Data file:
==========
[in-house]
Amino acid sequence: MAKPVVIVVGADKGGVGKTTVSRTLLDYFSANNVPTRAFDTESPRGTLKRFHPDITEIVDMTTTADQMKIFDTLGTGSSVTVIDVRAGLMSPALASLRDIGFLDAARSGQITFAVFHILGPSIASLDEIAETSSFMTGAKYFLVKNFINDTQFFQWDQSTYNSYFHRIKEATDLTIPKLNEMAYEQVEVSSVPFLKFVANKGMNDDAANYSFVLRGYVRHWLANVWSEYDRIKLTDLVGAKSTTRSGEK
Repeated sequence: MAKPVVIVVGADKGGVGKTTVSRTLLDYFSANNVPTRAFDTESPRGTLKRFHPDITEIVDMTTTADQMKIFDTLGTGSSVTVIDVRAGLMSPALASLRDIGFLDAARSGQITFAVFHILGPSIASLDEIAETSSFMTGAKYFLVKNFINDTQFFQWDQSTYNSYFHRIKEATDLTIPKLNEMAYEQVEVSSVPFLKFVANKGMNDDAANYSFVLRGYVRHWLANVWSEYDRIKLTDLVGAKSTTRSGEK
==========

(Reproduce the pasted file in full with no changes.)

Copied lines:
[in-house]
Amino acid sequence: MAKPVVIVVGADKGGVGKTTVSRTLLDYFSANNVPTRAFDTESPRGTLKRFHPDITEIVDMTTTADQMKIFDTLGTGSSVTVIDVRAGLMSPALASLRDIGFLDAARSGQITFAVFHILGPSIASLDEIAETSSFMTGAKYFLVKNFINDTQFFQWDQSTYNSYFHRIKEATDLTIPKLNEMAYEQVEVSSVPFLKFVANKGMNDDAANYSFVLRGYVRHWLANVWSEYDRIKLTDLVGAKSTTRSGEK
Repeated sequence: MAKPVVIVVGADKGGVGKTTVSRTLLDYFSANNVPTRAFDTESPRGTLKRFHPDITEIVDMTTTADQMKIFDTLGTGSSVTVIDVRAGLMSPALASLRDIGFLDAARSGQITFAVFHILGPSIASLDEIAETSSFMTGAKYFLVKNFINDTQFFQWDQSTYNSYFHRIKEATDLTIPKLNEMAYEQVEVSSVPFLKFVANKGMNDDAANYSFVLRGYVRHWLANVWSEYDRIKLTDLVGAKSTTRSGEK